Theatre

Monday, 23 May 2016 22:28

A Laugh Every Minute in One Man, Two Guvnors Featured

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Timothy Edward Kane is Francis Henshall in Richard Bean's One Man, Two Guvnors, , though June 12. Timothy Edward Kane is Francis Henshall in Richard Bean's One Man, Two Guvnors, , though June 12.

With foreboding I took my seat in Court Theatre’s One Man, Two Guvnors, knowing the actors had devised some parts of the play on their own. As the company frolicked and sang the opening number, the jollity on stage was leaving me stone cold.

But enter Francis Henshall (Timothy Edward Kane) – the ‘One Man’ in the title – and within minutes this British import by way of Broadway had the audience laughing. And me? Full throat guffawing – by the second half, to the point of tears.

One man, Two Guvnors is based on a 1745 Italian Commedia dell Arte, Servant of Two Masters, written in that period’s improvisational comedic form. It has been masterfully adapted to modern sensibilities by Richard Bean, but it helps to know that Henshall is a stylized character of this Italian genre – known as a Harlequin – a hapless, bumbling dolt. While this suggests a scholarly exercise, the show is anything but.

It is more akin to Monty Python or Fawlty Towers - with a dash of Second City and some smart clowning. The action centers on a British seaside in 1963 Brighton, with costumes (nice work by Mara Blumenfeld, who has dressed Mary Zimmerman's productions) and original music (Grant Olding) that match the period perfectly. The plot is ridiculous, centering on mistaken identity and this Harlequin butler trying not to tip off his two bosses about each other. There is some cross dressing. 

 

Henshall the Harlequin may be hapless - think Stan Laurel of Laurel & Hardy – but Kane makes him a completely sympathetic character who controls the stage and the audience. Carlo Goldoni was commissioned to write the 1745 original by Italy’s premier Harlequin, Antonio Sacchi, as a showcase for his talents - the thin storyline left open ended for improvisation. Goldoni then updated it to capture some of Sacchi's free-form genius.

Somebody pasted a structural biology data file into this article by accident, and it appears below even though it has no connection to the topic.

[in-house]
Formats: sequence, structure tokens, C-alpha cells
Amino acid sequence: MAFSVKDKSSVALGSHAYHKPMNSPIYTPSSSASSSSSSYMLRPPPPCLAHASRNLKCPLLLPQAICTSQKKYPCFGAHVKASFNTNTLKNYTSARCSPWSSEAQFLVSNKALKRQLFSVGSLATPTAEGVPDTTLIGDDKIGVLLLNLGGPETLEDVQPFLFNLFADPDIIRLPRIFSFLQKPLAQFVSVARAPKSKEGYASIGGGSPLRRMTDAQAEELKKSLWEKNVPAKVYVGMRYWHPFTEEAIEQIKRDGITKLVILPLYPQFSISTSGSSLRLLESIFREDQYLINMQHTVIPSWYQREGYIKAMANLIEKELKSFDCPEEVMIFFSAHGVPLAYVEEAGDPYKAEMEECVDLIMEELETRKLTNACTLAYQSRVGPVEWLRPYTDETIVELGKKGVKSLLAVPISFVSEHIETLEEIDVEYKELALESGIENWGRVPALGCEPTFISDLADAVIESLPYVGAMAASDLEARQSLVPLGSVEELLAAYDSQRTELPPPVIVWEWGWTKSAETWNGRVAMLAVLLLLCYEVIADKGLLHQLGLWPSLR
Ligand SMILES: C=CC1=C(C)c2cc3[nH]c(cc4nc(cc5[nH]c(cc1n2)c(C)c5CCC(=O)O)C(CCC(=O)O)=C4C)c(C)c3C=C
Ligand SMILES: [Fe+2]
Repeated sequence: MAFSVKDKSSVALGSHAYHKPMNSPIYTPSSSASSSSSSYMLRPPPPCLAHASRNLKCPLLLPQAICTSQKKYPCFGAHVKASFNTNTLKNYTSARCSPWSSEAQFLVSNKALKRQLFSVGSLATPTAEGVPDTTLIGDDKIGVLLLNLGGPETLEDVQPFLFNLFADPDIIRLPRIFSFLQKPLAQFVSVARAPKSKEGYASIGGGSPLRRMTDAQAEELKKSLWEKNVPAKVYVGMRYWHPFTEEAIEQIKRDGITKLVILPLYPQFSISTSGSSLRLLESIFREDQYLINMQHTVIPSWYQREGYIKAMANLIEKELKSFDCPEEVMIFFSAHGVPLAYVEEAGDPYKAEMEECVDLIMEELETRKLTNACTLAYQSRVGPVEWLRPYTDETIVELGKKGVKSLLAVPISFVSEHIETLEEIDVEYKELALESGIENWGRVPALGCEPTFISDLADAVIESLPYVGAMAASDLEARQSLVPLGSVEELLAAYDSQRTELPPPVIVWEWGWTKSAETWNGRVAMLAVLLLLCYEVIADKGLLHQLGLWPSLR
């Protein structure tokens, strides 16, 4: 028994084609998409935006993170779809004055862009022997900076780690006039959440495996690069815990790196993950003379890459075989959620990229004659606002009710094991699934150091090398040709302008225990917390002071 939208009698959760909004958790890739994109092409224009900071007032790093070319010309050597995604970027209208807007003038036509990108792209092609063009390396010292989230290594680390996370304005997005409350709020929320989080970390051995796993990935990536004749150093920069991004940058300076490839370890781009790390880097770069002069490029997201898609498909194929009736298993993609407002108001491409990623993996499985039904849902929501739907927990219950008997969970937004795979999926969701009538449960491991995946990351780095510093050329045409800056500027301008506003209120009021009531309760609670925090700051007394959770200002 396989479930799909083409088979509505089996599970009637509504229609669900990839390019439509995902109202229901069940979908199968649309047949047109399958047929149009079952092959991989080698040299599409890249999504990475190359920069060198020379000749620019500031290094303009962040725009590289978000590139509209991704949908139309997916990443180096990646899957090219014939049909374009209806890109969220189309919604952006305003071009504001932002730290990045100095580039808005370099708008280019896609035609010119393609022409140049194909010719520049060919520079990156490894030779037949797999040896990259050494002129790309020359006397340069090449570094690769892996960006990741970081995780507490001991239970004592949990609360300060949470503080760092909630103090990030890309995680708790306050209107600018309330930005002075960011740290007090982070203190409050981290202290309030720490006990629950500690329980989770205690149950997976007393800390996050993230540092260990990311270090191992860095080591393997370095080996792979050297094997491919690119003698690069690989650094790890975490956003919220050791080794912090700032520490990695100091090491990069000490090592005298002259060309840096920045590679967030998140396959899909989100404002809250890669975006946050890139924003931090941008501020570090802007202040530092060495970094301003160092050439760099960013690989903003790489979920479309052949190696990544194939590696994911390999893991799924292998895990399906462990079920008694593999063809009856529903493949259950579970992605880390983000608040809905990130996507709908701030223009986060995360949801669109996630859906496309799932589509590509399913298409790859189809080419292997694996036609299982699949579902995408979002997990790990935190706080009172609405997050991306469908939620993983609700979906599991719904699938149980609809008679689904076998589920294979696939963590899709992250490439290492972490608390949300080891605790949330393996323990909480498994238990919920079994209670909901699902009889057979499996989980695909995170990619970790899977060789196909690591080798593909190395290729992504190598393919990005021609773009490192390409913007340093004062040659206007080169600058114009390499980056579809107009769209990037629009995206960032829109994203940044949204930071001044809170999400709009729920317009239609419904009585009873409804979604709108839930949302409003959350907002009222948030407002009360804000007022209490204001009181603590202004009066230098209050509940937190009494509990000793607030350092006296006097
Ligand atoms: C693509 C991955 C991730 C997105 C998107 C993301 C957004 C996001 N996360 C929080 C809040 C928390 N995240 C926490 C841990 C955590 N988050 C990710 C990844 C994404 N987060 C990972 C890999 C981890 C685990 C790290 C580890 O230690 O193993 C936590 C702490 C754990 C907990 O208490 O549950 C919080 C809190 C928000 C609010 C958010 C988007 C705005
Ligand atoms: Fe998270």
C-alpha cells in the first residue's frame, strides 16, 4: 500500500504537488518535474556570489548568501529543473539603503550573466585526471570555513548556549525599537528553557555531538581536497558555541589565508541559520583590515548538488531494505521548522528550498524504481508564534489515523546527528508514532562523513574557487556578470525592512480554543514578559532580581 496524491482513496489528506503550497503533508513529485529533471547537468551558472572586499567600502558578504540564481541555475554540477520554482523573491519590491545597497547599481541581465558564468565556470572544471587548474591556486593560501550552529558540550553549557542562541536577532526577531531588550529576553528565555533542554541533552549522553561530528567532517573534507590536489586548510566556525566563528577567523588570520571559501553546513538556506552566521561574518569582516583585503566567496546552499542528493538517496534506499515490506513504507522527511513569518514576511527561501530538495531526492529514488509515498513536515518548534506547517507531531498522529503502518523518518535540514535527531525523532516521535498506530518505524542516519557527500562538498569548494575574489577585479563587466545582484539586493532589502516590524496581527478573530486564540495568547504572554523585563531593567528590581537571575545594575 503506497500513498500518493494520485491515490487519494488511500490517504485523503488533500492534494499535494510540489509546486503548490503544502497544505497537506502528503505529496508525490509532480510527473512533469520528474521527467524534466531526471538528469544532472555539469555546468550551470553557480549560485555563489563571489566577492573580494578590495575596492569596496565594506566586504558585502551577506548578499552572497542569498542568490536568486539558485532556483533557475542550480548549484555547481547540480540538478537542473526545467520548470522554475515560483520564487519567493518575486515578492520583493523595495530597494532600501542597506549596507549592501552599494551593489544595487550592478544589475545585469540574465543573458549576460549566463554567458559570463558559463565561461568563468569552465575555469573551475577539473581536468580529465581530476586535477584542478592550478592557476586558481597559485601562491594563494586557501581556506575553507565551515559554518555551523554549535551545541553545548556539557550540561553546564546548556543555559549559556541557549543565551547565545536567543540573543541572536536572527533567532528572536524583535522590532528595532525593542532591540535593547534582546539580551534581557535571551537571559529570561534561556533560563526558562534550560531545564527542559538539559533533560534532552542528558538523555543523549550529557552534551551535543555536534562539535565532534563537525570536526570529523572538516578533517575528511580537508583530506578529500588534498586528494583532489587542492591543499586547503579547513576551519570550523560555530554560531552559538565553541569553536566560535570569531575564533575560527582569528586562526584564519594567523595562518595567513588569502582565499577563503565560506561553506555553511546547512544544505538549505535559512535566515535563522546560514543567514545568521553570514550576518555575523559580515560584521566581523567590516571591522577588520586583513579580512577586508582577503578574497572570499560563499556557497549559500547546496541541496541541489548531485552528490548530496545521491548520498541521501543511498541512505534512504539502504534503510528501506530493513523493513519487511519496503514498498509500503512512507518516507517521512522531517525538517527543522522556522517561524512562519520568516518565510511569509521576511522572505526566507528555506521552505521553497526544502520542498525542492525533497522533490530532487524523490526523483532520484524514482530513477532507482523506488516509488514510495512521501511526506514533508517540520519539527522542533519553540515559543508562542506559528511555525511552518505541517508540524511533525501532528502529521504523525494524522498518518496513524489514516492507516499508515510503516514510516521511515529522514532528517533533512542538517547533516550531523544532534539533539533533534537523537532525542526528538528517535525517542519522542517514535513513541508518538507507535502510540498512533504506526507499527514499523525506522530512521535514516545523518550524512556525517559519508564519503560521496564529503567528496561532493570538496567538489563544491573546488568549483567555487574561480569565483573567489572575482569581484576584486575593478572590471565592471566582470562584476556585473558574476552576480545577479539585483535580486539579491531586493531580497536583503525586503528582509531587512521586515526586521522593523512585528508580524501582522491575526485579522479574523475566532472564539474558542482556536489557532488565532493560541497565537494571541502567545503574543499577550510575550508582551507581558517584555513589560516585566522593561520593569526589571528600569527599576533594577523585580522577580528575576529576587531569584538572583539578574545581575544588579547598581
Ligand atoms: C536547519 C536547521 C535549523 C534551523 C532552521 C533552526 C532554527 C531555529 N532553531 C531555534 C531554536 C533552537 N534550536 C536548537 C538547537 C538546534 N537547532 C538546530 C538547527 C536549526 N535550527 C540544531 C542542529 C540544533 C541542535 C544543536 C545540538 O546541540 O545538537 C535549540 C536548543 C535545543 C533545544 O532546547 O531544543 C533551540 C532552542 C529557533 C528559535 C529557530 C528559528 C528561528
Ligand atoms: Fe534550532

It may well be we are seeing our own Sacchi. This locally grown Harlequin, in Kane’s performance, is a stage wonder. He seems born to the role, and Chicagoans are afforded the unique opportunity to see a new type of character born right on the boards at Court Theatre.

Stage screwball comedy evaporates in a retelling, but be assured it is very, very funny – whether you like your humor high brow or low, physical or intellectual, in wordplay or horseplay. The range of scenes includes a very hungry Henshall (Kane) lusting after a piece of cheese on a mousetrap. When his tongue is caught with a snap, he struggles mightily to reach that cheese (without using his hands), to great comedic effect.

Another scene finds Stanley Stubbers (Erik Hellman) one of Henshall’s Guvnors, despondent at the loss of his love. Deciding to cast himself into the sea, he throws himself at the ocean backdrop – discovering it is just a painted sheet. The audience picks up on the joke while Stubbers is bewildered with encountering the “fifth wall” (a recurring point of humor). This was my “laughed ‘til I cried" point.

Once Henshall’s character grounded the action, all the actors’ performances came alive – for me, anyway. The producers hired coaches to school the troupe in language and the Commedia style. But this cast of worthies, in addition to Kane, is impossible to fault, all delivering over the top, memorable performances: Chaon Cross (Pauline Clench), Allen Gilmore (Lloyd Boateng), Alex Goodrich (Alan Dangle), Francis Guinan (Charlie Clench), Erik Hellman (Stanley Stubbers), Elizabeth Ledo (Rachael Crabbe), Ross Lehman (Harry Dangle) and Hollis Resnik (Dolly). You will recognize most of them from their plentiful stage and screen work.

The show runs through June 12, 2016 at Court Theatre, 5535 S. Ellis Avenue in Chicago. Don’t miss it.

Last modified on Friday, 27 May 2016 11:33
Bill Esler

A native Chicagoan, Bill Esler has been a printer and publisher for more than 35 years. He has B.A. in English with a concentration in writing from Knox College.  

 

 

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